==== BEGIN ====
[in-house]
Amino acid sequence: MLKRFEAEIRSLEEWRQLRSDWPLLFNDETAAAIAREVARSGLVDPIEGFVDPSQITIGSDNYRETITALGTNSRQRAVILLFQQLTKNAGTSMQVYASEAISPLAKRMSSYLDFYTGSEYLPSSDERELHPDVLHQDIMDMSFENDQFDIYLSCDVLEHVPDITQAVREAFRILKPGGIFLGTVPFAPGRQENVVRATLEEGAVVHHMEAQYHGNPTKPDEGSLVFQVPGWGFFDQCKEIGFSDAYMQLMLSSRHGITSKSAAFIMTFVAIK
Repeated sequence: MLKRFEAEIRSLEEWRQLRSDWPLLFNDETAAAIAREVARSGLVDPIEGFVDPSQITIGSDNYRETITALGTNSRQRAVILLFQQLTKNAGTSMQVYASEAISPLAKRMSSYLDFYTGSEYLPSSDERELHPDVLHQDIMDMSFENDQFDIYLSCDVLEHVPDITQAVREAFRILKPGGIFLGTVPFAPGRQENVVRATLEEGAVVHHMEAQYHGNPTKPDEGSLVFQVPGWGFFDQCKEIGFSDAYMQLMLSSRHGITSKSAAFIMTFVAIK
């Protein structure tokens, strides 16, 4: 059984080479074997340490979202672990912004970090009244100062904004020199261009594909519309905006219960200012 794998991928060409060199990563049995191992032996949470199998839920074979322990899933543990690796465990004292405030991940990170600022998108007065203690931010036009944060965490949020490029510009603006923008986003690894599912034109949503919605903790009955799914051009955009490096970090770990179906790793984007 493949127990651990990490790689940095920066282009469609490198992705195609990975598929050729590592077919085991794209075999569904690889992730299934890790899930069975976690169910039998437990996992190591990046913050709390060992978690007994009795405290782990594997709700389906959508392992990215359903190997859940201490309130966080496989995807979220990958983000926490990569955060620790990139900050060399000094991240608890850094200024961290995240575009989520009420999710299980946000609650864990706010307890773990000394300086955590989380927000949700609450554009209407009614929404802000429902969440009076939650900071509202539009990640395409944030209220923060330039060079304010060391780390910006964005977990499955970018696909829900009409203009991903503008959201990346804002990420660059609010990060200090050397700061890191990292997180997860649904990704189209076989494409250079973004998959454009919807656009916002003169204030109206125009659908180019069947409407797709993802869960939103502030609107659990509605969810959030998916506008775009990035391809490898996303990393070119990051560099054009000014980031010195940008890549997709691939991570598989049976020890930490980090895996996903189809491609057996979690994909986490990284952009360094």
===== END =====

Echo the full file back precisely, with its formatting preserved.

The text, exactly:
[in-house]
Amino acid sequence: MLKRFEAEIRSLEEWRQLRSDWPLLFNDETAAAIAREVARSGLVDPIEGFVDPSQITIGSDNYRETITALGTNSRQRAVILLFQQLTKNAGTSMQVYASEAISPLAKRMSSYLDFYTGSEYLPSSDERELHPDVLHQDIMDMSFENDQFDIYLSCDVLEHVPDITQAVREAFRILKPGGIFLGTVPFAPGRQENVVRATLEEGAVVHHMEAQYHGNPTKPDEGSLVFQVPGWGFFDQCKEIGFSDAYMQLMLSSRHGITSKSAAFIMTFVAIK
Repeated sequence: MLKRFEAEIRSLEEWRQLRSDWPLLFNDETAAAIAREVARSGLVDPIEGFVDPSQITIGSDNYRETITALGTNSRQRAVILLFQQLTKNAGTSMQVYASEAISPLAKRMSSYLDFYTGSEYLPSSDERELHPDVLHQDIMDMSFENDQFDIYLSCDVLEHVPDITQAVREAFRILKPGGIFLGTVPFAPGRQENVVRATLEEGAVVHHMEAQYHGNPTKPDEGSLVFQVPGWGFFDQCKEIGFSDAYMQLMLSSRHGITSKSAAFIMTFVAIK
């Protein structure tokens, strides 16, 4: 059984080479074997340490979202672990912004970090009244100062904004020199261009594909519309905006219960200012 794998991928060409060199990563049995191992032996949470199998839920074979322990899933543990690796465990004292405030991940990170600022998108007065203690931010036009944060965490949020490029510009603006923008986003690894599912034109949503919605903790009955799914051009955009490096970090770990179906790793984007 493949127990651990990490790689940095920066282009469609490198992705195609990975598929050729590592077919085991794209075999569904690889992730299934890790899930069975976690169910039998437990996992190591990046913050709390060992978690007994009795405290782990594997709700389906959508392992990215359903190997859940201490309130966080496989995807979220990958983000926490990569955060620790990139900050060399000094991240608890850094200024961290995240575009989520009420999710299980946000609650864990706010307890773990000394300086955590989380927000949700609450554009209407009614929404802000429902969440009076939650900071509202539009990640395409944030209220923060330039060079304010060391780390910006964005977990499955970018696909829900009409203009991903503008959201990346804002990420660059609010990060200090050397700061890191990292997180997860649904990704189209076989494409250079973004998959454009919807656009916002003169204030109206125009659908180019069947409407797709993802869960939103502030609107659990509605969810959030998916506008775009990035391809490898996303990393070119990051560099054009000014980031010195940008890549997709691939991570598989049976020890930490980090895996996903189809491609057996979690994909986490990284952009360094």